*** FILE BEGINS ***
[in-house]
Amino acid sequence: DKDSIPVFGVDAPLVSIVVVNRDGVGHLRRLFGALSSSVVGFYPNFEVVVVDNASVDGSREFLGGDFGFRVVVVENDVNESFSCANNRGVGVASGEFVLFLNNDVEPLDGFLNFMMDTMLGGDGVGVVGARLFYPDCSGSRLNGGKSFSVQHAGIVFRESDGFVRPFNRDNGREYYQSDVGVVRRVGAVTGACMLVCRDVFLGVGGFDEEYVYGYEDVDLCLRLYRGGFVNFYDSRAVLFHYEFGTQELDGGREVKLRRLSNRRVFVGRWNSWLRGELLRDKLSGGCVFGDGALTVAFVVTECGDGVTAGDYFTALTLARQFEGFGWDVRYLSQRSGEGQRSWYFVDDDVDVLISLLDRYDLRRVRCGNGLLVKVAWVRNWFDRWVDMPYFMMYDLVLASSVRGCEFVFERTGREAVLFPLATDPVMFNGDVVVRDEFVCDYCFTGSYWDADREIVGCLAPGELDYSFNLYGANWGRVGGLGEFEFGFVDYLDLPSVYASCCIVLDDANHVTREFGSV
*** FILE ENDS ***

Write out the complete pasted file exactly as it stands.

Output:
[in-house]
Amino acid sequence: DKDSIPVFGVDAPLVSIVVVNRDGVGHLRRLFGALSSSVVGFYPNFEVVVVDNASVDGSREFLGGDFGFRVVVVENDVNESFSCANNRGVGVASGEFVLFLNNDVEPLDGFLNFMMDTMLGGDGVGVVGARLFYPDCSGSRLNGGKSFSVQHAGIVFRESDGFVRPFNRDNGREYYQSDVGVVRRVGAVTGACMLVCRDVFLGVGGFDEEYVYGYEDVDLCLRLYRGGFVNFYDSRAVLFHYEFGTQELDGGREVKLRRLSNRRVFVGRWNSWLRGELLRDKLSGGCVFGDGALTVAFVVTECGDGVTAGDYFTALTLARQFEGFGWDVRYLSQRSGEGQRSWYFVDDDVDVLISLLDRYDLRRVRCGNGLLVKVAWVRNWFDRWVDMPYFMMYDLVLASSVRGCEFVFERTGREAVLFPLATDPVMFNGDVVVRDEFVCDYCFTGSYWDADREIVGCLAPGELDYSFNLYGANWGRVGGLGEFEFGFVDYLDLPSVYASCCIVLDDANHVTREFGSV